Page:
modiﬁed Newtonian dynamics . It is seems that not,
but the issue is still a topic of research.
In short, maximum force seems to be closely tied to
general relativity – at least near horizons. If an alterna-
tive theory of gravity is found to describe systems with
high curvature, maximum force will be falsiﬁed.
X. ELECTROMAGNETIC LIMITS
Electric charge is quantized in multiples of the down
quark charge −e/3. Electric ﬁeld is deﬁned as force per
charge. As a result, a maximum force and a minimum
charge imply maximum values for electric and magnetic
ﬁelds given by Emax = 3c4/4Ge = 5.7·1062 V/m and
Bmax = 3c3/4Ge = 1.9·1054 T.
Unfortunately, the electromagnetic ﬁeld limits cannot
be tested experimentally: in practice, observed ﬁeld val-
ues are limited by the Schwinger ﬁeld limit, at which pair
production arises. The Schwinger ﬁeld is many orders of
magnitude lower than the Planck-scale limit. For this
reason, maximum power is not in reach of electromag-
netic sources . Only sources of gravitational waves
can achieve values near the power limit.
Could the force between two charged black holes be
larger than the maximum force? No; the charge reduces
horizon radius, but the force limit for test particles re-
mains valid even if the test particle is charged. Explicit
calculations of this conﬁguration have been performed
in reference , and more tests will be possible in the
Maximum force also implies a limit on the ratio be-
tween the magnetic moment and the angular momentum,
as deduced by Barrow and Gibbons . They showed
that the ratio is limited by O(1)√G/c, a purely relativis-
tic limit that does not contain ~. So far, this and all other
electromagnetic limits thus allow only theoretical tests.
XI. CONSEQUENCES FOR QUANTUM
Maximum force and power hold independently of quan-
tum theory. Therefore, the limits can be combined with
quantum theory to produce additional insights. For ex-
ample, general relativity alone does not limit curvature,
energy density, or acceleration. However, limits for these
quantities do arise if quantum theory is included.
Combining the limits on speed v, force Fand action
Wusing the general relation F vt =W/t leads to a limit
on time measurements given by
i.e., twice the Planck time. Shorter times cannot be mea-
sured or observed. Similarly, for acceleration, the rela-
tion W a =F v 3/a leads to the limit a≤pc7/4G~≈
2.8·1051 m/s2, or half the Planck acceleration. Higher
accelerations do not arise in nature.
Using the mixing of space and time yields a limit for
length given by l≥p4G~/c3≈3.2·10−35 m, twice the
Planck length. (It thus seems that the existence of actual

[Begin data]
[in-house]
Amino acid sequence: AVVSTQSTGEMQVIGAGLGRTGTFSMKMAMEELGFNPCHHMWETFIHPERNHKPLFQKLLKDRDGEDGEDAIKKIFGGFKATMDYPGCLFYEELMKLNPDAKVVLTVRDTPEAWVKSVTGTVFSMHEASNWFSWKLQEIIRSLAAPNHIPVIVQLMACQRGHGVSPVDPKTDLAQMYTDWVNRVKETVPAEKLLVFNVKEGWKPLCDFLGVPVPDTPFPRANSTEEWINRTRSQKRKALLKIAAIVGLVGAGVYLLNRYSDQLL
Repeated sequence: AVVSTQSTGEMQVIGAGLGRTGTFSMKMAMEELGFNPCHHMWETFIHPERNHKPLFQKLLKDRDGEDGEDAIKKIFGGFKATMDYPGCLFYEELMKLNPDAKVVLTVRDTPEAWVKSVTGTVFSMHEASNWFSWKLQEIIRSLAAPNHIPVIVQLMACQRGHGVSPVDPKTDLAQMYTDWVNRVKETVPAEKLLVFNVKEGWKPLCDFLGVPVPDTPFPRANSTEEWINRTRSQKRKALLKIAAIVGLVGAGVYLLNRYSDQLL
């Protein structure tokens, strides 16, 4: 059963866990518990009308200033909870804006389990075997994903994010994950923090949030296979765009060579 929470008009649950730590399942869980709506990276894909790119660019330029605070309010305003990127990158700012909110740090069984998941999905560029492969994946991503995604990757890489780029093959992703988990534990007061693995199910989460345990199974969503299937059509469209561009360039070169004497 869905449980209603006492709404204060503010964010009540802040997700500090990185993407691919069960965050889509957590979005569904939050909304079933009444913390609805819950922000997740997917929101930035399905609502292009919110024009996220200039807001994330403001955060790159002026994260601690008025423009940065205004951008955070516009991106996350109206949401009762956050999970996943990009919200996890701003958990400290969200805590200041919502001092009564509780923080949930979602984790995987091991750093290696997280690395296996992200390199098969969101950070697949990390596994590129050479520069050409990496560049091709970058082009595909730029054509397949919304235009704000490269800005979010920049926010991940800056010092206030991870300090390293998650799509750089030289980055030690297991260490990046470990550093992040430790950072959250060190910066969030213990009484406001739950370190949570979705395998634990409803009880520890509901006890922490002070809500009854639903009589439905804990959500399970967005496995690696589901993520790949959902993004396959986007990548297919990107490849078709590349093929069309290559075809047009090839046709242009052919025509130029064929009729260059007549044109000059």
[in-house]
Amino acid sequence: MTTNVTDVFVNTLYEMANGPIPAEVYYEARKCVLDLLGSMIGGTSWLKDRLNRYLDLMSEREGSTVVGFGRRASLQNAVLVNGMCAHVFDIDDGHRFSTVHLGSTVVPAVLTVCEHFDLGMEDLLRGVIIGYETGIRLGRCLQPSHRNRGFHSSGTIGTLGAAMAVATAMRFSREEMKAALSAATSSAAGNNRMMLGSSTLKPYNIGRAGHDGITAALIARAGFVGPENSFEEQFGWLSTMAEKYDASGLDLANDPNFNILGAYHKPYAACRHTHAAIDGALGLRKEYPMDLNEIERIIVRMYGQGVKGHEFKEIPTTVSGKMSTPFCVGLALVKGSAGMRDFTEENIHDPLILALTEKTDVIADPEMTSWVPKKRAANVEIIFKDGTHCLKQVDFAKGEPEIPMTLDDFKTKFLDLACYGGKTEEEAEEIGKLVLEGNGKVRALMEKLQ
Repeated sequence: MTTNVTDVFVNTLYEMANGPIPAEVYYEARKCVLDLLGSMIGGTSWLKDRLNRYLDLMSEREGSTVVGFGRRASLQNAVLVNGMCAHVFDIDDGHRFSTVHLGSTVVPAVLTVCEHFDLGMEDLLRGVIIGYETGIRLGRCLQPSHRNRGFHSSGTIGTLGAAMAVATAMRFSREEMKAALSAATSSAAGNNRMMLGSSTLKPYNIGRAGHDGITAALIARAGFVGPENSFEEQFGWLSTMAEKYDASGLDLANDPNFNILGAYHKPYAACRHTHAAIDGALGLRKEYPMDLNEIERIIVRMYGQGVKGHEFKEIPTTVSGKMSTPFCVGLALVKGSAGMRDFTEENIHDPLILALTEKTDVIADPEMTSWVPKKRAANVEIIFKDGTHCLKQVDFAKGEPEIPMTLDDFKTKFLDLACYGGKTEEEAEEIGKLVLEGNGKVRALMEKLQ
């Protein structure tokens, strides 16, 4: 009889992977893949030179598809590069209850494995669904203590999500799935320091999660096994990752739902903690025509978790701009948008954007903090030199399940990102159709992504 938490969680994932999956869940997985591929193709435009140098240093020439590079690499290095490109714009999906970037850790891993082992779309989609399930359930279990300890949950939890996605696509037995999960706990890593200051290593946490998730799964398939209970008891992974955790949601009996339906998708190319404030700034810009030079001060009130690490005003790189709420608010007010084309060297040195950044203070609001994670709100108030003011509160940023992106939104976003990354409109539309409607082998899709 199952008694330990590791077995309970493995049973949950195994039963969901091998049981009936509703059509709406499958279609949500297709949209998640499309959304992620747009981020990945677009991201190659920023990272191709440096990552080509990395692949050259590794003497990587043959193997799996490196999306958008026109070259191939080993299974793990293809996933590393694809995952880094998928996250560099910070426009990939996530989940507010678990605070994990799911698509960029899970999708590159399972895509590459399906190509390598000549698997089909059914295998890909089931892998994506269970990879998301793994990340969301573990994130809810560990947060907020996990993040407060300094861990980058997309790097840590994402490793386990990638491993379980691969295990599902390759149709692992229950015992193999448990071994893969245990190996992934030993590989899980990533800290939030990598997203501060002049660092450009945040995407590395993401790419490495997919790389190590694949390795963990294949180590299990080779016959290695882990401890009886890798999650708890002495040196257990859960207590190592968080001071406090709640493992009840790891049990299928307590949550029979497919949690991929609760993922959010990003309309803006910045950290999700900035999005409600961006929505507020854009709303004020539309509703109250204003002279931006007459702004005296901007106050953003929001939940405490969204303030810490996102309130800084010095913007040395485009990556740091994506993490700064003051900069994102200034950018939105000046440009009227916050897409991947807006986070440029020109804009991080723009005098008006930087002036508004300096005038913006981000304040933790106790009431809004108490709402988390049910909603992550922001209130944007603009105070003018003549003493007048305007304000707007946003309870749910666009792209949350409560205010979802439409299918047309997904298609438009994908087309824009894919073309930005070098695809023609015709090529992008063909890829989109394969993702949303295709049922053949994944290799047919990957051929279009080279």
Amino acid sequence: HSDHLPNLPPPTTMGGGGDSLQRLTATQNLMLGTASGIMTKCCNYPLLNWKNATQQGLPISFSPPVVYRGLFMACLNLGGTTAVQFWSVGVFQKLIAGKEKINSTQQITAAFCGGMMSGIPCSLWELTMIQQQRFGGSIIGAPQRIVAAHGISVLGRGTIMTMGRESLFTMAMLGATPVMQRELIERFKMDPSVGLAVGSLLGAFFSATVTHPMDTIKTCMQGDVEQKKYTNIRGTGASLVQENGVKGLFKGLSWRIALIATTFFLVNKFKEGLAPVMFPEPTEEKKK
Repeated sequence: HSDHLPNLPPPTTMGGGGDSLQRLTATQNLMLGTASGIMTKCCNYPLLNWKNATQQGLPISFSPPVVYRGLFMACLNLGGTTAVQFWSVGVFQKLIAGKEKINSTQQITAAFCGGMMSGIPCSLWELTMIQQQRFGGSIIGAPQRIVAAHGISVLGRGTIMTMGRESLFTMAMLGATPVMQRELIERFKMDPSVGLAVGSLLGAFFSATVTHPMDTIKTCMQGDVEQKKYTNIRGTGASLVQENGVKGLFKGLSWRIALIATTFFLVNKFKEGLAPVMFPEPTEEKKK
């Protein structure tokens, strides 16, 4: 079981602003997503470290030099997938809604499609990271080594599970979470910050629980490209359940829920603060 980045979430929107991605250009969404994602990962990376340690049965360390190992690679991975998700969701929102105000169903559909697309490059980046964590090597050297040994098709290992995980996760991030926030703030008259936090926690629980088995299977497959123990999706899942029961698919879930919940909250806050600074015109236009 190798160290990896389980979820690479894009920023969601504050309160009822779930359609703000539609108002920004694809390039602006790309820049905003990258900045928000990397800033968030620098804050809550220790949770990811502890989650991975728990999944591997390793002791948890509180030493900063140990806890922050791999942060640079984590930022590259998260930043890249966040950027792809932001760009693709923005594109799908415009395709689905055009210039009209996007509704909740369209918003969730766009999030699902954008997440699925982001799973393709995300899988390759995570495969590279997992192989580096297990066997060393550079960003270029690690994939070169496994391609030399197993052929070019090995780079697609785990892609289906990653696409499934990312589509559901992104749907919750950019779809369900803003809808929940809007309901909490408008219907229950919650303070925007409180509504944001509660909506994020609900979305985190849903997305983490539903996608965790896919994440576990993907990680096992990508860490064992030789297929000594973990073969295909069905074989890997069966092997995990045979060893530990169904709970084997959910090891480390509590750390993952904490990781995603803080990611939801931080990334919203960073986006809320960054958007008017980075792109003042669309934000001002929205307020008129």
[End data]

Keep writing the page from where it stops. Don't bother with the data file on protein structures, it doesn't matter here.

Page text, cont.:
points in space, which contradicts a smallest measurable
length, should at least be put into question.) The mini-
mum length in turn leads to limits on area, volume and
curvature. Similar algebra also allows deducing a limit on
mass density given by ρ≤c5/(16G2~)≈3.3·1095 kg/m3,
and a corresponding limit on energy density.
The quantum gravity limits just deduced are direct
consequences of the three basic limits on speed, force and
action. Because the limits prevent the existence of inﬁ-
nite density, inﬁnite curvature and negligible size, they
suggest that singularities are not possible, at least for the
case of 3 spatial dimensions discussed here. This con-
clusion rises for time-like, space-like, naked and conical
singularities. (In more dimensions, the situation might
diﬀer .) For example, the brightest black holes are
those with highest density and thus with smallest possi-
ble mass: their mass is half the Planck mass. But again,
during their evaporation, no power larger than c5/4Gis
Another direct consequence of the three fundamental
limits arises from the relation F l =W/t, namely the
limit t l ≥4G~/c4. This yields an uncertainty relation
relating clock precision and clock size  given by
Various analogous uncertainty relations in quantum grav-
ity can be deduced.
A particle is elementary – thus not composed – if it
is smaller than its own reduced Compton length λ=
~/mc. Combining this condition with the limits on force,
speed and action yields limits on mass, momentum and
energy that are valid only for elementary particles: E≤
p~c5/4Gor half the Planck energy, p≤p~c3/4Gor
half the Planck momentum, and m≤p~c/4Gor half the
Planck mass (thus the opposite limit of that for black hole
mass). These well-known limits for elementary particles
thus also arise from the limits on speed, force and action.
And indeed, no higher values have ever been observed –
in cosmic rays or anywhere else.
Combining the limits of this section with the limit on